Understanding The Koshas in Yoga (Part Three): Manomaya Kosha (The Mind and Emotions)

May 8, 2023 |

Manomaya Kosha

In the previous two articles we learned about the koshas as a system and looked at the first two koshas, annamaya kosha and pranamaya kosha. If you haven’t had a chance to explore them yet, click here for the first article and here for the second.

Manomaya kosha (the mind and emotions)

From here we move inwards to manomaya kosha, which consists of the mind and heart and all of the experiences we associate with thought and emotion. Remember, though, that manomaya kosha is connected to pranamaya kosha and annamaya kosha because the koshas have permeable boundaries.

For example, the more erratic our breathing is (pranamaya kosha) the more agitated our thought waves become (manomaya kosha) and the more tense our body becomes (annamaya kosha). Equally, if we calm our breath, our mind and body (manomaya kosha and annamaya kosha) relax too.

Manomaya kosha is where our thoughts and emotions live. If you’ve ever encountered the yogic model of the mind – inclusive of manas, chitta, ahamkara and buddhi – this is where those structures live. Manas is sometimes referred to as the lower mind. It’s the part of the mind that receives input from the outside world and works in tandem with our five senses to collect sense impressions, coordinating those impressions with our motor responses. This means it’s constantly receiving a stream of incoming data, the result of which is that it’s constantly fluctuating, even unstable.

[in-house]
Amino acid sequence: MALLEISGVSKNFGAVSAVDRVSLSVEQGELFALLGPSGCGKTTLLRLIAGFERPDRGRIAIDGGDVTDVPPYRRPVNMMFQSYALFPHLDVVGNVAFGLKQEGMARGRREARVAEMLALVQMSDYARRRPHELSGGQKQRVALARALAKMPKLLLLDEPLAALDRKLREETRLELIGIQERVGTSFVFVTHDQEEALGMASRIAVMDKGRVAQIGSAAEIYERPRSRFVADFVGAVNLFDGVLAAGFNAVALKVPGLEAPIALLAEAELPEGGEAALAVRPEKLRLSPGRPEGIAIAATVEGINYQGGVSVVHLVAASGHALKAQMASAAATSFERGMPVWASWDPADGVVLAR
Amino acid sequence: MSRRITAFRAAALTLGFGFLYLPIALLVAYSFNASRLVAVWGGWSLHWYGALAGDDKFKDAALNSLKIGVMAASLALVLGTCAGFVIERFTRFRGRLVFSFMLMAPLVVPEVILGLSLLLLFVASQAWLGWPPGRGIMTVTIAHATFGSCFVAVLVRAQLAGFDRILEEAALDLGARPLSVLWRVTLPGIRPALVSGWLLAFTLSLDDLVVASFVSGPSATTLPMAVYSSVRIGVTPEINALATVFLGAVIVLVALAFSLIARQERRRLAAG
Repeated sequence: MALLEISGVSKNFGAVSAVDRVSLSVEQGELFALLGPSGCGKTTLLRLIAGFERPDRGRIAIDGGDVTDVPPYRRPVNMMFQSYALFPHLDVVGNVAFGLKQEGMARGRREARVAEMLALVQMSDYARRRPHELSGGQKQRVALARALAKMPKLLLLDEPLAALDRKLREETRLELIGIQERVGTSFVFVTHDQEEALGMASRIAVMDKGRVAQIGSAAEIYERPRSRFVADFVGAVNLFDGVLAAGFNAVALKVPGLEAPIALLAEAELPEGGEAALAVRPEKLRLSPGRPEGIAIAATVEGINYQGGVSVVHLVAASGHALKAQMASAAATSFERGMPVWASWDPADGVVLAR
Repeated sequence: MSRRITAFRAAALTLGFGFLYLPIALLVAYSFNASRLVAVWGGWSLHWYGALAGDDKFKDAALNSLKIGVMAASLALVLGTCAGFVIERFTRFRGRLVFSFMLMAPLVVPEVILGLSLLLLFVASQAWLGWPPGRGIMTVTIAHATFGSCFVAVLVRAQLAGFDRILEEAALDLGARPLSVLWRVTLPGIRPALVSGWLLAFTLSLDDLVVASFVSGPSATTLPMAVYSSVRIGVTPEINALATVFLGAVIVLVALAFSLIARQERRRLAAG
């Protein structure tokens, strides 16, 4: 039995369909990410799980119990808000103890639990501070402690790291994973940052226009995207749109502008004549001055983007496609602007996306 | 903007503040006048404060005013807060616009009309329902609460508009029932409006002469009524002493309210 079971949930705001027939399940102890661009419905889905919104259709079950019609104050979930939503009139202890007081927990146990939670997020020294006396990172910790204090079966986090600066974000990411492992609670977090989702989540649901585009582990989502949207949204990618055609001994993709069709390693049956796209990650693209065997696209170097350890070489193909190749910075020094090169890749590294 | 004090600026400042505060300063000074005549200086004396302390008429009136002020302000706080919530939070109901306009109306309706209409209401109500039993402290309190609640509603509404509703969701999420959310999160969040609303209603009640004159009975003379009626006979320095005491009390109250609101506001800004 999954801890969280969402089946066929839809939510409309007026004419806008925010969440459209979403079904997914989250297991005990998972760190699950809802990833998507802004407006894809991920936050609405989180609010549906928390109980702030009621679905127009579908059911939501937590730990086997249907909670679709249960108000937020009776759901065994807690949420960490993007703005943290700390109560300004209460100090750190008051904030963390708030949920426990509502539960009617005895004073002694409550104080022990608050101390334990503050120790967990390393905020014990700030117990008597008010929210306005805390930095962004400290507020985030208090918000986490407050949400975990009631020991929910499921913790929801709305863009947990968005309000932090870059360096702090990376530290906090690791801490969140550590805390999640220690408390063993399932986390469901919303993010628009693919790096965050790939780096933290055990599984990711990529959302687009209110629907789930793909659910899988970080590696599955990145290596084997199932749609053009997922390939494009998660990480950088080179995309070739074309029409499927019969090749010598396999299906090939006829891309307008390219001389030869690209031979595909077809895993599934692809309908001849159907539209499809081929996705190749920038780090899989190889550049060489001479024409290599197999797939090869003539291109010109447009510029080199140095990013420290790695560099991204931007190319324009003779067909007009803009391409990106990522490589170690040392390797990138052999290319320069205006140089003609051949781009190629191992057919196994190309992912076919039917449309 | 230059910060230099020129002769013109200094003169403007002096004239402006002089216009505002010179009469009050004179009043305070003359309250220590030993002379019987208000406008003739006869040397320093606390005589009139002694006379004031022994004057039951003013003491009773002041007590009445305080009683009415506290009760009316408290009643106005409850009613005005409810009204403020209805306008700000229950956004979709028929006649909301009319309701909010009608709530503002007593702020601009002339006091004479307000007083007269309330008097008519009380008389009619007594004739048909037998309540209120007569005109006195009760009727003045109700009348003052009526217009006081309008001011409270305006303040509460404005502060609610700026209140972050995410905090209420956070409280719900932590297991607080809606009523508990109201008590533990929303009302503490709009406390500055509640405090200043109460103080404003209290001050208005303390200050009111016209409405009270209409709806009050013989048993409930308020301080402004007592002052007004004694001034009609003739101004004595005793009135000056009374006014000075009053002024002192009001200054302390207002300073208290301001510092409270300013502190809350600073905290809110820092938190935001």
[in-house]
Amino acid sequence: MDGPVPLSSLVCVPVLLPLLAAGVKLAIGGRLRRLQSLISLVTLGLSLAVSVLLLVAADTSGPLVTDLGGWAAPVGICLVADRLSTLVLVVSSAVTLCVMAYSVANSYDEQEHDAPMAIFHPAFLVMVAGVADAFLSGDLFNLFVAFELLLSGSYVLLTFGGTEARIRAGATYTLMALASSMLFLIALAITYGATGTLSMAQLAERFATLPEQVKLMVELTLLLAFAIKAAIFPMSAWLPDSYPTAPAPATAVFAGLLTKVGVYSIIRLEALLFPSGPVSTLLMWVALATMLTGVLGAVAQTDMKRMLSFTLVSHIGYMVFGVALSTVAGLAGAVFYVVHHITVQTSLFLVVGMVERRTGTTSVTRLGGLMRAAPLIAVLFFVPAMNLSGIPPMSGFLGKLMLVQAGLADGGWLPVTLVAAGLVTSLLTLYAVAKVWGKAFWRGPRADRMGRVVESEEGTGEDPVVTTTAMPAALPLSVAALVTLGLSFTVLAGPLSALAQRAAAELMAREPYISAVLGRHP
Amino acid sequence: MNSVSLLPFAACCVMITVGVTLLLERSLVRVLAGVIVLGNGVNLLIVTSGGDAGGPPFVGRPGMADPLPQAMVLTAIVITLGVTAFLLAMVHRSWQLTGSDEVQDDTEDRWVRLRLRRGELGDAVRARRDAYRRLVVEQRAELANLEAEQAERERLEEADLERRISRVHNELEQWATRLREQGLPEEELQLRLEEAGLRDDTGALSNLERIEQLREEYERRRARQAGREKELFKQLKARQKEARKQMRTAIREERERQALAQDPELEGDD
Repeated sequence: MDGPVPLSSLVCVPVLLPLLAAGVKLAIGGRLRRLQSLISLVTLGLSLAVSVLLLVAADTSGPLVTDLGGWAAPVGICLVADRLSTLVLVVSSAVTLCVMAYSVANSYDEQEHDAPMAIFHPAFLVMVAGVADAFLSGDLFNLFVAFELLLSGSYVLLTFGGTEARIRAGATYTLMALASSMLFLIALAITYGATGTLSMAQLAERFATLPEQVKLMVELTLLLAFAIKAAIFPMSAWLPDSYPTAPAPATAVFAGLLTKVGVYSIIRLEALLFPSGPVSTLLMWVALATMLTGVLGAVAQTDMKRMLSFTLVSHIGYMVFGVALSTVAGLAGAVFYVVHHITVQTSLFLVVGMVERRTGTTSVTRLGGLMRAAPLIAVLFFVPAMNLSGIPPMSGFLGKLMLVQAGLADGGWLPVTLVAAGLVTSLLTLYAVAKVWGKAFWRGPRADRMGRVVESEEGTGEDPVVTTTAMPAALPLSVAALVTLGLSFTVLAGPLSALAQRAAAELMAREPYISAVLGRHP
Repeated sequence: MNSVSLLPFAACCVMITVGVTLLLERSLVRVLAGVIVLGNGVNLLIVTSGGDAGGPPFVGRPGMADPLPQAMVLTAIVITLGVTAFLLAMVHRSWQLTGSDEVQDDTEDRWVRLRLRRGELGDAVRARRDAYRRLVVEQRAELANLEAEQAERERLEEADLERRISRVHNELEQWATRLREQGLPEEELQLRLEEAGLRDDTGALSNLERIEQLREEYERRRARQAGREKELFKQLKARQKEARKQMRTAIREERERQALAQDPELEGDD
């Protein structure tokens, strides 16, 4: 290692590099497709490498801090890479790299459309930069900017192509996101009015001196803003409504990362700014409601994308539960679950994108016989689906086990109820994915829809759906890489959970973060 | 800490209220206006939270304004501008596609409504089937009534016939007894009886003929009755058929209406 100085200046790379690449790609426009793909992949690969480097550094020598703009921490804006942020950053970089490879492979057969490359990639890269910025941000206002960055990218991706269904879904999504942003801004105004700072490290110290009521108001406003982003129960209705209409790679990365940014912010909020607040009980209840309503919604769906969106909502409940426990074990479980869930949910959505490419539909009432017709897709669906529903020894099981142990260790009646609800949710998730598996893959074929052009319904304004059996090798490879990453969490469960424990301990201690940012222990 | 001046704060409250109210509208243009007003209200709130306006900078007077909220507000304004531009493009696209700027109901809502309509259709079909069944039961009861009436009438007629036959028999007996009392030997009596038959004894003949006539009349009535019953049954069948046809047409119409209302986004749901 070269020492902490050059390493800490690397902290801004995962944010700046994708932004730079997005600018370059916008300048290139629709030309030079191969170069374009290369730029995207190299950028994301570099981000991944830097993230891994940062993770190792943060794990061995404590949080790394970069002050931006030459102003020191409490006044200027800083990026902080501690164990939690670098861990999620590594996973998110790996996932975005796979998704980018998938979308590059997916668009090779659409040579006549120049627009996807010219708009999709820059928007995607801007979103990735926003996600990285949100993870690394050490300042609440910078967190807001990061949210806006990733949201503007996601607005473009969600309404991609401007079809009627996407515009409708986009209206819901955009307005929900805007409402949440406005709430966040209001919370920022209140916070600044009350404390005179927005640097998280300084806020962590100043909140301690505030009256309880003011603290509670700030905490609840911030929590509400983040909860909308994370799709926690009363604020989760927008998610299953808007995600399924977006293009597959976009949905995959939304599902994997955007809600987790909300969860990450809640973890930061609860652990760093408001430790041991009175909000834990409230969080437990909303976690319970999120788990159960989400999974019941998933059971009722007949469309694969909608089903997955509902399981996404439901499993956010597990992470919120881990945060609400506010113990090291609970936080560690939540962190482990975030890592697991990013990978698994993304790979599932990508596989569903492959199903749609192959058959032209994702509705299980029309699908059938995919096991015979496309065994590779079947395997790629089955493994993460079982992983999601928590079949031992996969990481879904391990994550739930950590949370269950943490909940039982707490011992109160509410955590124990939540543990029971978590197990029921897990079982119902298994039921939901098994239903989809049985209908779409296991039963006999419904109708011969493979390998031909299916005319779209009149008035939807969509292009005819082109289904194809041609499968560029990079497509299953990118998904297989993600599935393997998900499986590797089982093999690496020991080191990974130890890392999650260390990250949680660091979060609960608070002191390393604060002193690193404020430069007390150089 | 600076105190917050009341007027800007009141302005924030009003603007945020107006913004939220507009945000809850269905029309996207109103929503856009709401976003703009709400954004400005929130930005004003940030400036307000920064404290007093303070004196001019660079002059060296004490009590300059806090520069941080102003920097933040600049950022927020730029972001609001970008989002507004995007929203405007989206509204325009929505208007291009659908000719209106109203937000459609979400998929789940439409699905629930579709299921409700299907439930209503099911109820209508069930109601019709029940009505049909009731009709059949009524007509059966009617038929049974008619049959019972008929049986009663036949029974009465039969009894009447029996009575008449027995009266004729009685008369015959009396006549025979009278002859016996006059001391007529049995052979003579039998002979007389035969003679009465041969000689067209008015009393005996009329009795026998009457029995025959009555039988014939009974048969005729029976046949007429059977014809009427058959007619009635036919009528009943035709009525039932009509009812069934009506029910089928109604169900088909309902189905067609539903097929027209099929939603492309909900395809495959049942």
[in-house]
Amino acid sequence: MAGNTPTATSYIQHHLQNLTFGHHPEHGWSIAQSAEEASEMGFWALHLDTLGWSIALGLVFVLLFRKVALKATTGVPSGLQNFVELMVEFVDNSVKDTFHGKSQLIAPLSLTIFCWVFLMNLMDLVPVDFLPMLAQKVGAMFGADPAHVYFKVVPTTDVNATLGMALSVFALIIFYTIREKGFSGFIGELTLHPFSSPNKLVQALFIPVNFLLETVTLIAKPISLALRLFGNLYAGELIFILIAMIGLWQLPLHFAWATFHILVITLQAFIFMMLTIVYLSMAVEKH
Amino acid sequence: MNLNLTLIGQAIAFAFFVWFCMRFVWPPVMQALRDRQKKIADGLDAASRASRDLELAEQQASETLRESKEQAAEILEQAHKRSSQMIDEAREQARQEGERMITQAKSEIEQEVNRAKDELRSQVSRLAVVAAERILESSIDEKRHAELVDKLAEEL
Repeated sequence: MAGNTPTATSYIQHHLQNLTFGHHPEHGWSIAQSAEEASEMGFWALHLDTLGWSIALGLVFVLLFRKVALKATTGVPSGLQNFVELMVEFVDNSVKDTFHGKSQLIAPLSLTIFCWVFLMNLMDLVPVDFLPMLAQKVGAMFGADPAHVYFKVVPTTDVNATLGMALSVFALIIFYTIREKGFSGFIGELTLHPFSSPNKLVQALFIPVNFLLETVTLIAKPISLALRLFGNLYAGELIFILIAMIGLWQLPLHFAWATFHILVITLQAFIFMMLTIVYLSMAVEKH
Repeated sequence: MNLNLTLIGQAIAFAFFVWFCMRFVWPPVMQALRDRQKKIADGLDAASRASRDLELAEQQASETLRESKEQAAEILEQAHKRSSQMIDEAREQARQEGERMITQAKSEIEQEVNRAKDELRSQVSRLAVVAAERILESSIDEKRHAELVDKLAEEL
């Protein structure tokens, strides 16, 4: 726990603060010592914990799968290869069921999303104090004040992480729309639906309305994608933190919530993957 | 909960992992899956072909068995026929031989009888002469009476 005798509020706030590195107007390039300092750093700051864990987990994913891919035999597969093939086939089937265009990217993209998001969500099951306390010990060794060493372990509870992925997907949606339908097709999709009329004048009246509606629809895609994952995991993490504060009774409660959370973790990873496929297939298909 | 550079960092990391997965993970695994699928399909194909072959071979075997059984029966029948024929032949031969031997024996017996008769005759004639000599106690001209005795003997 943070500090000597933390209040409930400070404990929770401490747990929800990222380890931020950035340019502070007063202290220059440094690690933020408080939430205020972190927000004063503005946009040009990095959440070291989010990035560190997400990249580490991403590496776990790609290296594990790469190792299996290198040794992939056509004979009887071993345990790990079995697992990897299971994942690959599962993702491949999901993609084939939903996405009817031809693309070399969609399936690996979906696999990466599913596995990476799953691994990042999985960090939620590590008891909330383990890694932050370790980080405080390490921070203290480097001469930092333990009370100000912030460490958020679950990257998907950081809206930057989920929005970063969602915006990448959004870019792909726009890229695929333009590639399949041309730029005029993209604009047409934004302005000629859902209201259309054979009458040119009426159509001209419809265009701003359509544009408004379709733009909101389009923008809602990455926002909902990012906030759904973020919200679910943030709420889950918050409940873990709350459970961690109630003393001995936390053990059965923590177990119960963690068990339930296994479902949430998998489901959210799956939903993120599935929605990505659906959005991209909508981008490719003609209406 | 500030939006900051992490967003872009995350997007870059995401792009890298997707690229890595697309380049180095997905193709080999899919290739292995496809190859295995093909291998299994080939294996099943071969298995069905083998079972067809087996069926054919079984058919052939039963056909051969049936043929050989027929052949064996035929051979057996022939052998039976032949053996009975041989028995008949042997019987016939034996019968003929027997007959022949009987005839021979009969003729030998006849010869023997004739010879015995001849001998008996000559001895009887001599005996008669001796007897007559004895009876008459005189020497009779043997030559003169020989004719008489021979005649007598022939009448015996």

Manas can’t sort through this information on its own, so it recruits ahamkara and buddhi. Ahamkara (our sense of I-ness) turns the sensory impressions received by manas into an experience that seems more personal. The way it does this is by giving them meaning in terms of our individual identity. So, for example, with manas, ‘a car is seen’, but with ahamkara, ‘I see a car’.

Once sensory impressions have been flashed onto the screen of manas, and related to our I-ness, a decision has to be made about what to do. The part of the mind that evaluates the appropriate course of action is buddhi, our higher intelligence or reasoning ability. The way it does this by drawing on chitta – our memory bank – which generally lies just outside of our awareness and which stores our past experiences and the impressions those experiences made on us.

As memories bubble up from chitta, they appear on the screen of manas, influencing our sense of I-ness and impacting the decisions that buddhi is most likely to make. What makes this interesting in relation to manomaya kosha is that, from yoga’s perspective, this kosha is the only kosha that experiences suffering because our stories (created in our mind) are the source of all our suffering. The degree to which this is true depends on the level of refinement buddhi has.

As it so happens, buddhi sits at the juncture between manomaya kosha and vijnanamaya kosha and it’s to vijnanamaya kosha that we turn to next.

Keep an eye out for next week’s blog post which will be published on May 15th.

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